Leading Your Life
Teams Support Your Learning Commitment
At DeVry, we prepare you to be successful in your career. One skill that you will need to be successful in the workplace is the ability to take all that you have learned in this course and apply it to working in teams. You will be on many teams in the workplace, so DeVry will help you prepare for that by letting you work on teams in many of your classes. Here is some information that will help you as you move forward.
At some points in our lives, all of us have worked on a team; your team may have been at work, at school, or in a community organization. However, you may not know the following facts about teams:
• All teams go through stages of team development.
• Individual members may prefer certain roles on the team.
• Teams establish rules and norms that govern how the team will work together.
• Conflict is a normal and often productive part of teamwork.
• Differences in culture, values, generations, and gender impact how teams perform.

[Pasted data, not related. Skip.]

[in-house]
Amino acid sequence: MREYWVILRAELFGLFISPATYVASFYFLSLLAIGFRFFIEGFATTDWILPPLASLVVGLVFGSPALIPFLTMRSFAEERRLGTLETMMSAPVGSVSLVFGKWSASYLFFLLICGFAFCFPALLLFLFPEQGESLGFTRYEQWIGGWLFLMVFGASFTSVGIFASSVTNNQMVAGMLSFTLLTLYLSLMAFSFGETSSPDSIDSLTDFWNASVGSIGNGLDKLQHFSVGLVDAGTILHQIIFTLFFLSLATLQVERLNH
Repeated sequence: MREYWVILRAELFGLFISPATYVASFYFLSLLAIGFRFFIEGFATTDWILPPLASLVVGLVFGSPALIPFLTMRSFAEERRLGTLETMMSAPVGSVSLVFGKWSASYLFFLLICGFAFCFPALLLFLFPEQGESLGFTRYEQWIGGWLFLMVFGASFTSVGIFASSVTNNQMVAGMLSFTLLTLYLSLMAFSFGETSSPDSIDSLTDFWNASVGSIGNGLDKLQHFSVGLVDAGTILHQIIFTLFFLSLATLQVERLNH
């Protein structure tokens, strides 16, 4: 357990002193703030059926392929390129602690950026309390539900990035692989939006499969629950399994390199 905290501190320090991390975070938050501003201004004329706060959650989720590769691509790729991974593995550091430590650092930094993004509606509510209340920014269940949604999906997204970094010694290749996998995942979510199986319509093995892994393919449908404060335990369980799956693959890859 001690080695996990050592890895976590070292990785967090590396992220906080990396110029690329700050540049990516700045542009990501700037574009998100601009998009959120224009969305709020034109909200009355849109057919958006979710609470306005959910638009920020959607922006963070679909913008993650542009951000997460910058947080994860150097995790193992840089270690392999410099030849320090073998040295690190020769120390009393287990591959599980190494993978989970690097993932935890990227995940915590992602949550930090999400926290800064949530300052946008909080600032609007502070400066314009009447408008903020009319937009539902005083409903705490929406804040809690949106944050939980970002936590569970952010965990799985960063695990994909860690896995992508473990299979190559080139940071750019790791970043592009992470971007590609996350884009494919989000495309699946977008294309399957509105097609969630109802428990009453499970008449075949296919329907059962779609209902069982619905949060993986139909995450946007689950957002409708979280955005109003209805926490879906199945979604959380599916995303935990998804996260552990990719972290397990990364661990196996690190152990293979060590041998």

• Virtual teams share many of the challenges of face-to-face teams.
Forming, Storming, Norming, Performing
When teams form and need to accomplish a goal, there are a number of stages that the team goes through in order to complete the project. In the lecture this week, follow Team DeVry as the teammates go through these stages of team development.
Team DeVry is a group of students similar to you and your team. Like you, they need to complete a team project; like some of you, they are a virtual team. To get started, they decide to collect some information about each other. They begin with a chart that includes the time zones where the members live. To this chart, they decide to add phone numbers, work hours, and the three most convenient times to contact each other.
In this early stage of team development, team members get to know each other and define their limits of acceptable behavior.
Team DeVry is using this week to complete its chart and find out more about each other. So far, things are going great!